Embroidery is one of the most ancient art forms, practiced across many different societies. Although my style is far from traditional, there’s something about embroidering that connects me across time with millions of other artists throughout history. Embroidery as an art form has traditionally been a stigmatized as a feminine practice, one that lends itself to many facets of society from fashion, religion, royal status, storytelling through tapestries, household decor, personalized clothing, family crests, symbols of resistance & revolution as well as many other artifacts throughout civilizations. There is no limit to all the ways textile art is used to express humanity, it’s almost an inherent quality across vastly different societies from as far back as 30,000 B.C. Embroidery interconnects different civilizations, values, statuses, beliefs and time, it’s a reminder of some of the qualities that define us as humans and it acts as an expression of culture.
Traditionally, embroidery has been used as a means of mending, or as a display of care for loved ones or children. Table cloths, clothing and bedding were all embroidered by mothers and Grandmothers alike for their families. Despite its rich history through religious displays and association with royal status and luxury, embroidery was thought to be little more than a domestic craft in more recent times and was not taken seriously as a fine art. This quality of diminishing and ignoring the historical signifigance of embroidery and its impact as a fine art has made embroidery a defining medium in feminist movements to symbolize the oppression of women and their contributions to society.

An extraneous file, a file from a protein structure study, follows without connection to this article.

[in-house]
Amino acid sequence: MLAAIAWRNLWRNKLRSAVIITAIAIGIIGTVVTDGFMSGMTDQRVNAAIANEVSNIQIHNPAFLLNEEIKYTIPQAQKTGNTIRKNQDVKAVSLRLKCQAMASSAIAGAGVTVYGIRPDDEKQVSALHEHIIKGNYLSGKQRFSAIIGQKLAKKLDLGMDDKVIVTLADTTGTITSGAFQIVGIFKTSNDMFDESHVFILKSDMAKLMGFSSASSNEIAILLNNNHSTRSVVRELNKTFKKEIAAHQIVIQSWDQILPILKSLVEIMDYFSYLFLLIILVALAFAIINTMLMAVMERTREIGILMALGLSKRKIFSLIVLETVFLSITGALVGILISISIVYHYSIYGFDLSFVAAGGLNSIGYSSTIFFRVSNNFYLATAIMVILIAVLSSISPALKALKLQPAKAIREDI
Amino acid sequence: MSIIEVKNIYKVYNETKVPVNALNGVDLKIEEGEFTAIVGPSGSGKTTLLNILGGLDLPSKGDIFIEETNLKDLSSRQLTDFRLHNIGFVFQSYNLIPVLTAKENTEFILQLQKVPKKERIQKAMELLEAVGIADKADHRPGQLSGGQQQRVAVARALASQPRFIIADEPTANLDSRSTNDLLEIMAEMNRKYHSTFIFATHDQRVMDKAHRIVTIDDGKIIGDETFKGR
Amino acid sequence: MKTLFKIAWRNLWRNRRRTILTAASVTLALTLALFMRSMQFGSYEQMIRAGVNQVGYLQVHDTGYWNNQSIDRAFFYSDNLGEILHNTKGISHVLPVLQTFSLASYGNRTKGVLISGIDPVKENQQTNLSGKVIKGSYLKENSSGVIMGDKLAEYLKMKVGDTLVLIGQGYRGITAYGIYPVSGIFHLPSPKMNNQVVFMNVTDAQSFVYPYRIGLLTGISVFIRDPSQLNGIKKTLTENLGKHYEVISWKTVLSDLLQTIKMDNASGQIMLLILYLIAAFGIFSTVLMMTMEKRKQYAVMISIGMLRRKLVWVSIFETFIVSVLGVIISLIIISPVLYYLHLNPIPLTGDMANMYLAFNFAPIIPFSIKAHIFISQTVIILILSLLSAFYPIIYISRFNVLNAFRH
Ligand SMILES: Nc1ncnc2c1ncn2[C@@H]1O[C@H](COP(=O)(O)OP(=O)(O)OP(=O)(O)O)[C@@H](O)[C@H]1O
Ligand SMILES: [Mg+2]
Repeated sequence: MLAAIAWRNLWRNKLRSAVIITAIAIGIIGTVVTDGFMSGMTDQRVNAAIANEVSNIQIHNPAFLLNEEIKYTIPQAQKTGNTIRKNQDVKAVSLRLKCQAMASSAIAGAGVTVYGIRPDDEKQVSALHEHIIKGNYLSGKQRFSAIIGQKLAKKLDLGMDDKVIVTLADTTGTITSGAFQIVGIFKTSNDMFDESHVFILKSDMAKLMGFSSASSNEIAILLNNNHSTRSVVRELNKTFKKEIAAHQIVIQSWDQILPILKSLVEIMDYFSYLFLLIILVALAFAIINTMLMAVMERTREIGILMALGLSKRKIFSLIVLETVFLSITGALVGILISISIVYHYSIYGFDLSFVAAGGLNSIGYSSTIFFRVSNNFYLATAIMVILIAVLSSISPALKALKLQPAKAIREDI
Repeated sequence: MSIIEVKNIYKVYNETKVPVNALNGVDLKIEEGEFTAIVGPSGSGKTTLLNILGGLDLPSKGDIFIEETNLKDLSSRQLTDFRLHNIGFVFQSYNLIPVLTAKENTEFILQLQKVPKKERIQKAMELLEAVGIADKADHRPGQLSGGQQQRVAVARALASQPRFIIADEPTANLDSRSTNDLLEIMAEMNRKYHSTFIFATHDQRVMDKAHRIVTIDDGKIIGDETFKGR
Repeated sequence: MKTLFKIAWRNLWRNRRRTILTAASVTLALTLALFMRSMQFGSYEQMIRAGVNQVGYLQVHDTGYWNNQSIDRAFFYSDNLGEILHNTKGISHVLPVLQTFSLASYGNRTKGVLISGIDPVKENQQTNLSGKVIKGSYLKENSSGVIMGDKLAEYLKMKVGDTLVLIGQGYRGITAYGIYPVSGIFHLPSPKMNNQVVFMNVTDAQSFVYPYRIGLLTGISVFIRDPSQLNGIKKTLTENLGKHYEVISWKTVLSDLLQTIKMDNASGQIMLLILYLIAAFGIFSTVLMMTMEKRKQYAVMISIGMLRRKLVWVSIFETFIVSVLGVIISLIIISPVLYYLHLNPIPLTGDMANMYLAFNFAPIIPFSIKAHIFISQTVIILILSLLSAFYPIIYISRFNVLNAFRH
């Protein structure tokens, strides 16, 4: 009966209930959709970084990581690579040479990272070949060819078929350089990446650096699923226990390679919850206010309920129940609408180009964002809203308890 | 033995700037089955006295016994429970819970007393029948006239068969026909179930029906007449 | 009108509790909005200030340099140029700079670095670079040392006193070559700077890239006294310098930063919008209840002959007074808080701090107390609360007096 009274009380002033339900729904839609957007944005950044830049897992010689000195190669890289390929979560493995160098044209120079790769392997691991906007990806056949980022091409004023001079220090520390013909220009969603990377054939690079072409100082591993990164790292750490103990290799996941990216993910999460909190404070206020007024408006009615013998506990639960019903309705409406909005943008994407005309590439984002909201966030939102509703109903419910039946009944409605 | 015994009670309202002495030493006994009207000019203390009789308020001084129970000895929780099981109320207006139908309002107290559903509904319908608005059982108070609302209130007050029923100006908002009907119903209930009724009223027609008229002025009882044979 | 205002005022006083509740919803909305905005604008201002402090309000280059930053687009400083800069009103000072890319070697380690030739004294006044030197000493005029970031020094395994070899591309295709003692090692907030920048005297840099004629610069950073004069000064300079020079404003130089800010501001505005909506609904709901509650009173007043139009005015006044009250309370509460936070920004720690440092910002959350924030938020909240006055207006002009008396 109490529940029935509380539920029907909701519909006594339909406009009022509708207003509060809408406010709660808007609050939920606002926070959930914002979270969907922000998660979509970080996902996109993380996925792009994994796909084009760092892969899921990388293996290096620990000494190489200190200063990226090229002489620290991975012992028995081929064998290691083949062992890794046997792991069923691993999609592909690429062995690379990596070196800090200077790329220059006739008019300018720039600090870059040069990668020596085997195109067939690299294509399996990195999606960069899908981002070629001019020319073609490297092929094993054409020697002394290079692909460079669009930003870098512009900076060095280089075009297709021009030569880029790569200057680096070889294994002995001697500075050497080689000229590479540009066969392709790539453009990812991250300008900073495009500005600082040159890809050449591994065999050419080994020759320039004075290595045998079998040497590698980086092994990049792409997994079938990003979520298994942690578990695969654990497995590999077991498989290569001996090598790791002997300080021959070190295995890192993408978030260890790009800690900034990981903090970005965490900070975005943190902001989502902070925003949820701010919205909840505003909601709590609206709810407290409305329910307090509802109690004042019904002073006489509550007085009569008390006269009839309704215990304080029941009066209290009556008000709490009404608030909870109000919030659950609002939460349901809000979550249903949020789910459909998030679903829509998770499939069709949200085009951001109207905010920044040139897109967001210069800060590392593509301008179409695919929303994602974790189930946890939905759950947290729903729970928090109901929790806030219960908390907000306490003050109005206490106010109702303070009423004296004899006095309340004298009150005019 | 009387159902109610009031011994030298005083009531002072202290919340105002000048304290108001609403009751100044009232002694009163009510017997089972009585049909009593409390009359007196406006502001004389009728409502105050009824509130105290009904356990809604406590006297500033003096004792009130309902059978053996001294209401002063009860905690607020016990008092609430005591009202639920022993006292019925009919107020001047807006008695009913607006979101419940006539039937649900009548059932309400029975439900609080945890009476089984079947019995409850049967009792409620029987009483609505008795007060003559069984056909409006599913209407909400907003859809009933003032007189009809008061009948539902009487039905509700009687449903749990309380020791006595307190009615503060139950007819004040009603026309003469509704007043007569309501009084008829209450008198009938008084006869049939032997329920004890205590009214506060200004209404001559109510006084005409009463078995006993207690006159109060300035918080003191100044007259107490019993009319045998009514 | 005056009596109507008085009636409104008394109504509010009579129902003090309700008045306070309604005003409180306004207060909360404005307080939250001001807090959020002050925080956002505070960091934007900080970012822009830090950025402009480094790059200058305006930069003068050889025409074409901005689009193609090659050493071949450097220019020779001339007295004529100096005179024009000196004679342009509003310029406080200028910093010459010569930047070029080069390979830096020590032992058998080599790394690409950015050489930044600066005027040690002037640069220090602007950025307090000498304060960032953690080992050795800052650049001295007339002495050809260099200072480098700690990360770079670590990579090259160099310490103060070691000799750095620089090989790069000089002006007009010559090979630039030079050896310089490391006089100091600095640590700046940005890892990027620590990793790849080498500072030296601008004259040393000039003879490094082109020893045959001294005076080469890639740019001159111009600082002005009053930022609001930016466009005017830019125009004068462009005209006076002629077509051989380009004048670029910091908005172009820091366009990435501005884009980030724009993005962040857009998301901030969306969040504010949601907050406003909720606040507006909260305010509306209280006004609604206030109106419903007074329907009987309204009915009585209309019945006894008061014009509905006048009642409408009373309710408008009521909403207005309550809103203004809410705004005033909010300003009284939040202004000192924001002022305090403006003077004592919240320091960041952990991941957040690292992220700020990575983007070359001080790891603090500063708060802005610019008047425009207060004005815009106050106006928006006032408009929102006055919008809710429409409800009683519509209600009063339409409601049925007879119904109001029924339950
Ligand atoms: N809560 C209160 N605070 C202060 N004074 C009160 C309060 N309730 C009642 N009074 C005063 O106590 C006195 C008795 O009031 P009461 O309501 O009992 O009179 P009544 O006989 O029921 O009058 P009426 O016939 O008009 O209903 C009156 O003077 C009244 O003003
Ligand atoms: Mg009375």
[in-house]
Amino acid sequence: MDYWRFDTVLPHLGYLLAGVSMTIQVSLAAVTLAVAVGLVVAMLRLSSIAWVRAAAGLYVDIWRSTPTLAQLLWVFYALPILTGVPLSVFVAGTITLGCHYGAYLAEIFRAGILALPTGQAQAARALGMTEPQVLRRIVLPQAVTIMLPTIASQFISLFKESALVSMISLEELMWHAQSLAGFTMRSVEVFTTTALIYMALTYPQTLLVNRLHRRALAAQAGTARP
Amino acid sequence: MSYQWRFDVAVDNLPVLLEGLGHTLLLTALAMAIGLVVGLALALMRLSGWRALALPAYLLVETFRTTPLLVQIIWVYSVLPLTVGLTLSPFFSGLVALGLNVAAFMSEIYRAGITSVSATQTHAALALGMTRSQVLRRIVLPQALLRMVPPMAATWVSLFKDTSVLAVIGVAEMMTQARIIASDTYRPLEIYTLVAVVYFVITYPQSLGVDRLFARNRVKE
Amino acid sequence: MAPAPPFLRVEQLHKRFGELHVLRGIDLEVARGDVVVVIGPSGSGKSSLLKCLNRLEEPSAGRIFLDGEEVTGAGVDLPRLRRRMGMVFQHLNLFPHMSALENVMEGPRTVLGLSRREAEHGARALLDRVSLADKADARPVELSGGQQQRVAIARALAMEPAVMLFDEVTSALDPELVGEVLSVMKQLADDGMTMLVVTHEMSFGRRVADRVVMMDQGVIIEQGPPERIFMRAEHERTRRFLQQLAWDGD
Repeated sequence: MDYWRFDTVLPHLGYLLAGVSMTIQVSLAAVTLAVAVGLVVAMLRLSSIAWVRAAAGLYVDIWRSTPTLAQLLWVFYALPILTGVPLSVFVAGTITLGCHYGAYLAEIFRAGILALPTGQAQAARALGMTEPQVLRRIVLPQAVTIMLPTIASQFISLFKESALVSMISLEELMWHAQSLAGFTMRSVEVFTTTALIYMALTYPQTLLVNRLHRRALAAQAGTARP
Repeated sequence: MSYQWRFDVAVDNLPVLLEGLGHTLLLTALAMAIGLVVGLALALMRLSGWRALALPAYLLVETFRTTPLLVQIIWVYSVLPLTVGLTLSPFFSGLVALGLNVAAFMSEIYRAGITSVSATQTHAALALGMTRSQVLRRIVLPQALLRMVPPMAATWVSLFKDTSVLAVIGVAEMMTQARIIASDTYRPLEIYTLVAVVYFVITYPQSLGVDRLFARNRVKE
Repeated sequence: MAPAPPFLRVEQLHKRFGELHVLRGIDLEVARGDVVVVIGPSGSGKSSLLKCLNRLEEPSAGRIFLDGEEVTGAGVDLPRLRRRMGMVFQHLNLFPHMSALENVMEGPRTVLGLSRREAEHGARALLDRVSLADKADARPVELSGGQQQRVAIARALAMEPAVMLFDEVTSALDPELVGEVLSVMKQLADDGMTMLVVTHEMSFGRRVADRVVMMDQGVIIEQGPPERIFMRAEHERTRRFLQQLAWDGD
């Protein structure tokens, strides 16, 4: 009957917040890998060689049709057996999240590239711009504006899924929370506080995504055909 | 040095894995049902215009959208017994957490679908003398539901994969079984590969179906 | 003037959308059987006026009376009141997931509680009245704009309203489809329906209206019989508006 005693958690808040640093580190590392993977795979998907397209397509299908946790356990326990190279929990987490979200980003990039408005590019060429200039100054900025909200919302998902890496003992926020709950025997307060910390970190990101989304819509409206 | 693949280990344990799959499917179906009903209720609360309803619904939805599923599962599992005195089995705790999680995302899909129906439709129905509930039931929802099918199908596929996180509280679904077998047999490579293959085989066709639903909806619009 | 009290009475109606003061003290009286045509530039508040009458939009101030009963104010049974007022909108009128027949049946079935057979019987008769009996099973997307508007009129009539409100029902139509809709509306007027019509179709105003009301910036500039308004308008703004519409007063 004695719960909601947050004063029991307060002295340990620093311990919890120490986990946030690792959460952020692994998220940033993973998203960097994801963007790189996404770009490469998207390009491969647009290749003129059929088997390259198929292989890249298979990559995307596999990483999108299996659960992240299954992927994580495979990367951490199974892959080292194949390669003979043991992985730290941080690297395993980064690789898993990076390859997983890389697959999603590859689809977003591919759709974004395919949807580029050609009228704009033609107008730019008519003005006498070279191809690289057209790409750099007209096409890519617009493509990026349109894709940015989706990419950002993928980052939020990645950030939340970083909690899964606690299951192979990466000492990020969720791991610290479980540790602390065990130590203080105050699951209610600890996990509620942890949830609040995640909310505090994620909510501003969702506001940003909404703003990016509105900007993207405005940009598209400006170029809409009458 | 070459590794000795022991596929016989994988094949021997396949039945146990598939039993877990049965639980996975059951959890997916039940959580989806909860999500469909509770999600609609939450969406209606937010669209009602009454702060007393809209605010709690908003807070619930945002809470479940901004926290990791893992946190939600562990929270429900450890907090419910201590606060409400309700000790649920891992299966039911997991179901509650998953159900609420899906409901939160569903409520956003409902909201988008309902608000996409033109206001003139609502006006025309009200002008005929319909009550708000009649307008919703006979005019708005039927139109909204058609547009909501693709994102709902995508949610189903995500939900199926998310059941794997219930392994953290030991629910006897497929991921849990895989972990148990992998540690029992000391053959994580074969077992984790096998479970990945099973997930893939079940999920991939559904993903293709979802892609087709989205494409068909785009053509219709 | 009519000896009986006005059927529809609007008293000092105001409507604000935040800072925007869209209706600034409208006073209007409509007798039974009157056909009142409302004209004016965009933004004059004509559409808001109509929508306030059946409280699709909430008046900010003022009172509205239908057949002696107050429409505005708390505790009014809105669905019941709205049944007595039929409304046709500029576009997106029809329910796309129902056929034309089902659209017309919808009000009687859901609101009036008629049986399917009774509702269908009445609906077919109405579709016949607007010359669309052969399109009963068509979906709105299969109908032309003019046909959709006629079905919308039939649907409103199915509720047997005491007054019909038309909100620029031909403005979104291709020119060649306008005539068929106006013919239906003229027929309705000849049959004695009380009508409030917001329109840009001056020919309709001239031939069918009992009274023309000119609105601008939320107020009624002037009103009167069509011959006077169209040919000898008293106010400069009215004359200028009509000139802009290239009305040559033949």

I use embroidery and art in general as a form of therapy, a time to focus my intentions and organize my thoughts. Something about it feels like I’m participating in history, paying homage to my Grandmothers who practiced before me and my great grandmother, who lives on through her art.
Born in Comox BC, on Vancouver Island, I moved to Revelstoke at age 11 and never truly left. Raised in Revelstoke, even when I moved away for University I returned every other weekend and summer until I graduated in 2021 with a Degree in Geography & Environmental Studies, minoring in Visual Arts. I spent my first 2 years at uni in the Bachelor of Fine Arts program and only switched programs due to my passions for Environmentalism. 2 years later I am very grateful for the decision, despite my dedication to my art, because I am now working as an Environmental Protection Coordinator for the LNIB in Merritt, BC. This job supports my passions for Environmental science / preservation & my artwork. I didn’t develop my embroidery style until I finished my art classes and spent some time working for the Kamloops Art Gallery, during this time I began to play with cheap alternatives to painting and eventually discovered the next best thing, silk shading / thread painting. And here we are, at my first ever show in my hometown, full circle and so grateful!